Maggie’s  The Welding and Metalworking Thread

ken226

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This smoker took me a month to fabricate. Made from 4'x8' 1/4" steel plate. I fabricated the trailer from 2"x4"x3/16" rectangular tube.

It'll comfortably fit about 40 briskets/pork shoulders, or if things keep their current trajectory, 6 dindus.



 

sirhrmechanic

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This smoker took me a month to fabricate. Made from 4'x8' 1/4" steel plate. I fabricated the trailer from 2"x4"x3/16" rectangular tube.

It'll comfortably fit about 40 briskets/pork shoulders, or if things keep their current trajectory, 6 dindus.



For the love of all things holy... that is the most beautiful thing I have ever seen!

Dindu recipes please? We may need them!

Sirhr
 

mcameron

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    This smoker took me a month to fabricate. Made from 4'x8' 1/4" steel plate. I fabricated the trailer from 2"x4"x3/16" rectangular tube.

    It'll comfortably fit about 40 briskets/pork shoulders, or if things keep their current trajectory, 6 dindus.



    edc676dc67dc1129f5fa0d773e9064b3.gif
     

    oneshot86

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    This smoker took me a month to fabricate. Made from 4'x8' 1/4" steel plate. I fabricated the trailer from 2"x4"x3/16" rectangular tube.

    It'll comfortably fit about 40 briskets/pork shoulders, or if things keep their current trajectory, 6 dindus.




    absolutely a very good job.
    very very nice
     
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    ken226

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    Another, more recent project. A fancy knife sharpener. I bought the clamp from Wicked Edge, and made the rest from lots of scrap 6061 flat bar I had lying around.





    3d printed holders to take Apex Edge Pro stones.







    A few short clips. The moving parts:



    Some light roughing:

    Some profile finishing:

    Touching off Z with my Edge Tech gauge:

    Engraving the Angle index:

    Testing the spring ball detents after assembly:

    Test firing it on a couple dull Shun knifes:


    Test cut on a grocery store receipt:

    Sorry, I'm no youtuber. I know how bad my videos suck!
     
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    LeftyJason

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    So I finally found a decent vice for a not bad price. Columbian 604 m2 that I got for $75.
    Screenshot_20210108-195321_KSL Classifieds.jpg

    Sellers picture.
    Missing one of the swivel lock spindles and the jaws are milled smooth.

    What I'm wondering is how are you supposed to orient the bolt pattern for installing on a corner? Bolt pattern is a T. Is the corner supposed to be oriented above the T?

    Mounting on an old Ikea svenstorp that is my work bench for now (used to be in our kitchen when we still had an apartment).
    images.jpeg

    The bench will be upgraded eventually. It is next to my Kennedy so don't worry too much for me. The vise is an upgrade vs trying to plane a piece of wood trying to clamp it to the bench with a couple of quick grip bar clamps. It sorta worked. Barely.
     
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    jr81452

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    Another, more recent project. A fancy knife sharpener. I bought the clamp from Wicked Edge, and made the rest from lots of scrap 6061 flat bar I had lying around.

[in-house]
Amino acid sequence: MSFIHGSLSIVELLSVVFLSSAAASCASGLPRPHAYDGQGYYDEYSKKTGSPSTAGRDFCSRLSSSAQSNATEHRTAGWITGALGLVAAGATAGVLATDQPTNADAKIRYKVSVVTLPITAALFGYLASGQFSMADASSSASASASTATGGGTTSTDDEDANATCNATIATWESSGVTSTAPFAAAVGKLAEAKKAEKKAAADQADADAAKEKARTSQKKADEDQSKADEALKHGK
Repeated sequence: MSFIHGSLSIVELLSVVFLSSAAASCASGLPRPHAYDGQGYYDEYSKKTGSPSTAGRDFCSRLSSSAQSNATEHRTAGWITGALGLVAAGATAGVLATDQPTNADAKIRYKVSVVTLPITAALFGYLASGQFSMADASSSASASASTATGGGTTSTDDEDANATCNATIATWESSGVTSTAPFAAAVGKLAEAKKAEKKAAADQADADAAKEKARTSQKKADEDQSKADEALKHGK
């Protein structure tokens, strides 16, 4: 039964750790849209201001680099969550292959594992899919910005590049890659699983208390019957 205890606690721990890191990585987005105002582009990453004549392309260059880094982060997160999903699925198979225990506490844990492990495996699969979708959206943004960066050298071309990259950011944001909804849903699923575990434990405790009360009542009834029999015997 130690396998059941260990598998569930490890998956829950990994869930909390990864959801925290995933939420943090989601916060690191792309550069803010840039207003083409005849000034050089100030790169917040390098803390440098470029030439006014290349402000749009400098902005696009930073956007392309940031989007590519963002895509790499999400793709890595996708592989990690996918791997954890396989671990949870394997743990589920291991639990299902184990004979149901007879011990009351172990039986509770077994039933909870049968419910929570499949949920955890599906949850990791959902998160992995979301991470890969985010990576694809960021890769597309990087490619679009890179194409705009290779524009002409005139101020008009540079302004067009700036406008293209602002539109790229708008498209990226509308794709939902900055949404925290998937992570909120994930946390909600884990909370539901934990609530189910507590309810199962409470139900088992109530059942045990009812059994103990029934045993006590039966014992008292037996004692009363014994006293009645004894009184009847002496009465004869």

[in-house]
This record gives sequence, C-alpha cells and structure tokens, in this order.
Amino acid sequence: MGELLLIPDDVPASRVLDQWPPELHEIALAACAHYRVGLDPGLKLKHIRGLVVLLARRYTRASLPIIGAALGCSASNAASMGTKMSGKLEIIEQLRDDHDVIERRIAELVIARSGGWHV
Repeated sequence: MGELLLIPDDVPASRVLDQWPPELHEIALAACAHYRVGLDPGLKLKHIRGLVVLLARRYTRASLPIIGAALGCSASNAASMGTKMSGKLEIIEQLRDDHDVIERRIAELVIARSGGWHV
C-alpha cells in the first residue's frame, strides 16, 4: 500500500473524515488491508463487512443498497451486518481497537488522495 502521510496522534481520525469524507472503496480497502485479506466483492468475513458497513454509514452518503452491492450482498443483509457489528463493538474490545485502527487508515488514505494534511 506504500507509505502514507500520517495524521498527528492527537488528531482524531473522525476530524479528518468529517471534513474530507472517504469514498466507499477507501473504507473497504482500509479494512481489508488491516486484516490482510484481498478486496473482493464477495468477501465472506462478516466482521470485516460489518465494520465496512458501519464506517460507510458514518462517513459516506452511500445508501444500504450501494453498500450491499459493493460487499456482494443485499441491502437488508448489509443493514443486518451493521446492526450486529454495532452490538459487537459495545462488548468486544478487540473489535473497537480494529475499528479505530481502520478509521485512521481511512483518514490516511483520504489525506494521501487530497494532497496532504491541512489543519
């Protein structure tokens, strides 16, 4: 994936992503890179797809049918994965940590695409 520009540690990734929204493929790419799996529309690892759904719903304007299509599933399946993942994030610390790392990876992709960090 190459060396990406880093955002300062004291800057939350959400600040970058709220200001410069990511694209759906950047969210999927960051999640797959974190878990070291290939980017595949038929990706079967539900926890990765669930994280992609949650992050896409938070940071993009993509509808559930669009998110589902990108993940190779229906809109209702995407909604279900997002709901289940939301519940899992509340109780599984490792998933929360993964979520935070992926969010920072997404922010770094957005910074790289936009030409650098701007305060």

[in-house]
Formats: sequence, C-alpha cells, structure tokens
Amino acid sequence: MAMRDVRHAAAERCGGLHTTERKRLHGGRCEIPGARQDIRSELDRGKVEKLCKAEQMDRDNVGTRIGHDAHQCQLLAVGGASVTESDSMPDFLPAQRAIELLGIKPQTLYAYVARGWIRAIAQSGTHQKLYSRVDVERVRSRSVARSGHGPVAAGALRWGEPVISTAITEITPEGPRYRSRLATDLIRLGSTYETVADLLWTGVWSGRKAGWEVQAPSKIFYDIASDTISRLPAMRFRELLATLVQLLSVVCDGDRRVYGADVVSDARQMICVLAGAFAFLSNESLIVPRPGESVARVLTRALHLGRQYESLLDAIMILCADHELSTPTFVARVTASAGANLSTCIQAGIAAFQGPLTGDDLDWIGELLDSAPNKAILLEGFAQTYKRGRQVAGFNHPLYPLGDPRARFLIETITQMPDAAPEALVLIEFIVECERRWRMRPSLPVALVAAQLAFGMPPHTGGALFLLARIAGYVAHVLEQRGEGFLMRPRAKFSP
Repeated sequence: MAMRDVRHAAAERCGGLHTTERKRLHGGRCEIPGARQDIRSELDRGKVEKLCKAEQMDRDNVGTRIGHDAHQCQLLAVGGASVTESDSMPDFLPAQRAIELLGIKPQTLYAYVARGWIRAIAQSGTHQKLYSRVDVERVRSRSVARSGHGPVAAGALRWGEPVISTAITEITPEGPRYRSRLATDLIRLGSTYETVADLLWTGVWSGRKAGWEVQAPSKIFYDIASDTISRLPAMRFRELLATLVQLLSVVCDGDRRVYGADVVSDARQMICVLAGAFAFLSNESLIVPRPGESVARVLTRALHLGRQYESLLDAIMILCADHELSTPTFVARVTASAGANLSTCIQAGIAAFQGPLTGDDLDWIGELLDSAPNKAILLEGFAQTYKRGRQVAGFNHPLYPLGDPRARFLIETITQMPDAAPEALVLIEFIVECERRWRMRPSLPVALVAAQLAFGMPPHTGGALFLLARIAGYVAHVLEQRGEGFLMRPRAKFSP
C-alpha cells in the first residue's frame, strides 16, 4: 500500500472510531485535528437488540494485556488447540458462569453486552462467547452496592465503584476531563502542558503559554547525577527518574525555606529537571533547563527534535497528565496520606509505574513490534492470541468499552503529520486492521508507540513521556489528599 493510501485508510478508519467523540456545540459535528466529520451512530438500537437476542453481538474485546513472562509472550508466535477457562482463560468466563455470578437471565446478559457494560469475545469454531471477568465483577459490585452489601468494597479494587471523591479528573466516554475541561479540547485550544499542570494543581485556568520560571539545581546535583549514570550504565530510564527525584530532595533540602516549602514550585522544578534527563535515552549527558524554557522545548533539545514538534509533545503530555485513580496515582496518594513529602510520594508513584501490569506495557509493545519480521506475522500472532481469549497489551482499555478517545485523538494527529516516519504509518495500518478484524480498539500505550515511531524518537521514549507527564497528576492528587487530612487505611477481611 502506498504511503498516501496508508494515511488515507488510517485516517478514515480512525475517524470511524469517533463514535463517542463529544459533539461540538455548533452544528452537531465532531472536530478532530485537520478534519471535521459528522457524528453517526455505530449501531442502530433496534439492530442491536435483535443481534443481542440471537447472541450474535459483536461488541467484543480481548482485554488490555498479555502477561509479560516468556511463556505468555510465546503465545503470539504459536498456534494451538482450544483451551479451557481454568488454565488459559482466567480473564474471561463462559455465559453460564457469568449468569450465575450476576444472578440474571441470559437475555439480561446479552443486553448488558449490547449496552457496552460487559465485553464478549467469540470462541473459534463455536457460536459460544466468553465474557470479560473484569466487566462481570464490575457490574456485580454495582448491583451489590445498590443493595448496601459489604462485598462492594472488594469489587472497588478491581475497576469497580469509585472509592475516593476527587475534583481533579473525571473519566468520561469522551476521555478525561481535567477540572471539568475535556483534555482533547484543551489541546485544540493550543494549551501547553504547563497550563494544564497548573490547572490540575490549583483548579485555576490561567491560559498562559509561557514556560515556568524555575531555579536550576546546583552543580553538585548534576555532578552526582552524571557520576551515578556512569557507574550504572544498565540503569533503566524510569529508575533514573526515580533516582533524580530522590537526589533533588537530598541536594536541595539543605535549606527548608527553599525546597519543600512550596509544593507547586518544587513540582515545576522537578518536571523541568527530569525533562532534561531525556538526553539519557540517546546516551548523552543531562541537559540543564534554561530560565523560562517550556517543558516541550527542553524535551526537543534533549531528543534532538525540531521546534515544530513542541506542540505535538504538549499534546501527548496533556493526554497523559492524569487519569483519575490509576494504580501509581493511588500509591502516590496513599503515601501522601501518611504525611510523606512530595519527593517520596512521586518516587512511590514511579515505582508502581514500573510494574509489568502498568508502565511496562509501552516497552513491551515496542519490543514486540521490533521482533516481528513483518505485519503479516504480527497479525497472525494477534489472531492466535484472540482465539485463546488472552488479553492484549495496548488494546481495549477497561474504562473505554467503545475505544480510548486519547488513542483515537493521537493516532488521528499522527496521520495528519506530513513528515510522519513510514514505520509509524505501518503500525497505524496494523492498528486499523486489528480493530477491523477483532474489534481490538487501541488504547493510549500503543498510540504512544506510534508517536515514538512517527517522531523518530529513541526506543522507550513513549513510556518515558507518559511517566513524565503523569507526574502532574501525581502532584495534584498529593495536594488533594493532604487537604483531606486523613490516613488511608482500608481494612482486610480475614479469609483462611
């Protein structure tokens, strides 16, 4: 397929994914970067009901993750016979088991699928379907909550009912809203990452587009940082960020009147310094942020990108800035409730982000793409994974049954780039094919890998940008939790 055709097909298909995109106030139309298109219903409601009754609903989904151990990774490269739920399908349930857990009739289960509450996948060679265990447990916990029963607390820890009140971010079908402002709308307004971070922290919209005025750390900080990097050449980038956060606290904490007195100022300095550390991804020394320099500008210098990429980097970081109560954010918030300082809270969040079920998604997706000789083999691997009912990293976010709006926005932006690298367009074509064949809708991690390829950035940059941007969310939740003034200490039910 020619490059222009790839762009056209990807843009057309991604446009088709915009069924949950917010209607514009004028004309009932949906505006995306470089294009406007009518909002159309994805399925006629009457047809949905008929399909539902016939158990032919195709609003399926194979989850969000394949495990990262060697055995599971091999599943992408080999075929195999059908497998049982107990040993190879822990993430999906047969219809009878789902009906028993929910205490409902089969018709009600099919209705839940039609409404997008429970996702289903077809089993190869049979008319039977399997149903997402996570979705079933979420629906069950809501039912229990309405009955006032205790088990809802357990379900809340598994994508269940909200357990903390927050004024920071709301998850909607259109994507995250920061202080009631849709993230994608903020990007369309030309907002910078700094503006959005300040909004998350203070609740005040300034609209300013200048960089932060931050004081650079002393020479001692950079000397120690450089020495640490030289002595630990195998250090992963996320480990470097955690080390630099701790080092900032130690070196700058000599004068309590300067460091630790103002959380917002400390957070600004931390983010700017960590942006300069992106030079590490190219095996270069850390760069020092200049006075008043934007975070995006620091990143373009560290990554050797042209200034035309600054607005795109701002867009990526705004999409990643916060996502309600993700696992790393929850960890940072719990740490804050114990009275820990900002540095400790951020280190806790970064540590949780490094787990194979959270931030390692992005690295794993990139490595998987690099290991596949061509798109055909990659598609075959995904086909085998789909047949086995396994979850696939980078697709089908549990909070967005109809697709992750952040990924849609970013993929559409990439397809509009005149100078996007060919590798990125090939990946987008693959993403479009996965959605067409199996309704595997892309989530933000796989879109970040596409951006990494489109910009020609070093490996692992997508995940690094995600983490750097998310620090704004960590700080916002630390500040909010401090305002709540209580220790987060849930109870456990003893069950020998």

Sorry, I'm no youtuber. I know how bad my videos suck!
    Nice work. I've been meaning to make a wicked edge equivalent that takes standard Norton 1/2" square stones for half a decade now. Have a ll the cad work done, but life etc. Would just buy the wicked edge, but I'm relatively young and don't want to be locked into a proprietary abrasive cartridge that they can change at any time and force me to buy the whole thing again. How are your abrasives holding up? Are they a long term wear item? I sharpen 200+ blades a year. How long do you expect yours to last?
     

    Bradu

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    Nice work. I've been meaning to make a wicked edge equivalent that takes standard Norton 1/2" square stones for half a decade now. Have a ll the cad work done, but life etc. Would just buy the wicked edge, but I'm relatively young and don't want to be locked into a proprietary abrasive cartridge that they can change at any time and force me to buy the whole thing again. How are your abrasives holding up? Are they a long term wear item? I sharpen 200+ blades a year. How long do you expect yours to last?

    I've seen people 3d print holders so they can use whatever they want with the wicked edge. I love my gen 3 and wish I didn't procrastinate spending the money on it for several years.
     
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    jr81452

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    I've seen people 3d print holders so they can use whatever they want with the wicked edge. I love my gen 3 and wish I didn't procrastinate spending the money on it for several years.
    Good info. Thanks. The closest thing I have to a 3D printer right now is a 4 axis cnc mill. But it's always working to make me money, and I haven't found the 12-15hrs I figure it will take me to manually machine the parts. I thought about getting the W E and just making modified stone holders, but there are a couple other tweaks I want to make to the design for more repeatable/adjustable angle accuracy after using a friends W E for a couple days. For example, I want to make a reciprocating top slide for the blade clamp, so I can do longer blades without having to re-clamp them. I'll get there one of these days :rolleyes:
     

    jr81452

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    Ron Covell is a bit of a legend in the metal working community. The man is a fountain of knowledge and skill. His videos are well worth the watch. Though, he can be a little "slow" in his delivery if you already understand the concepts he is discussing. I like to set his videos to 1.15x-1.25x speed.
     

    ken226

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    Nice work. I've been meaning to make a wicked edge equivalent that takes standard Norton 1/2" square stones for half a decade now. Have a ll the cad work done, but life etc. Would just buy the wicked edge, but I'm relatively young and don't want to be locked into a proprietary abrasive cartridge that they can change at any time and force me to buy the whole thing again. How are your abrasives holding up? Are they a long term wear item? I sharpen 200+ blades a year. How long do you expect yours to last?